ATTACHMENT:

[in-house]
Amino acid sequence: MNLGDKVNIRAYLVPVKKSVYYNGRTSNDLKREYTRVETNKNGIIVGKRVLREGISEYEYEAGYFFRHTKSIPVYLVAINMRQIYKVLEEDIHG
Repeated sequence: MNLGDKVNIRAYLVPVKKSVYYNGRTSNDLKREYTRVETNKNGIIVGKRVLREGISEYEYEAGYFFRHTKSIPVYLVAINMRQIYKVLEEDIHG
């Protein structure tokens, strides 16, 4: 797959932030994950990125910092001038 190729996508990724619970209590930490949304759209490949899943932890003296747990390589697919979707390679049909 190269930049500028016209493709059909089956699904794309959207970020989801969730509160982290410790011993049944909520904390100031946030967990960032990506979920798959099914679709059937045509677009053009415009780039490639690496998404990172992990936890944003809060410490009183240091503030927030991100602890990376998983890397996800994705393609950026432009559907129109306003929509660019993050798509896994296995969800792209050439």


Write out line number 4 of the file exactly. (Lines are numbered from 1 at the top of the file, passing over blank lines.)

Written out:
């Protein structure tokens, strides 16, 4: 797959932030994950990125910092001038 190729996508990724619970209590930490949304759209490949899943932890003296747990390589697919979707390679049909 190269930049500028016209493709059909089956699904794309959207970020989801969730509160982290410790011993049944909520904390100031946030967990960032990506979920798959099914679709059937045509677009053009415009780039490639690496998404990172992990936890944003809060410490009183240091503030927030991100602890990376998983890397996800994705393609950026432009559907129109306003929509660019993050798509896994296995969800792209050439």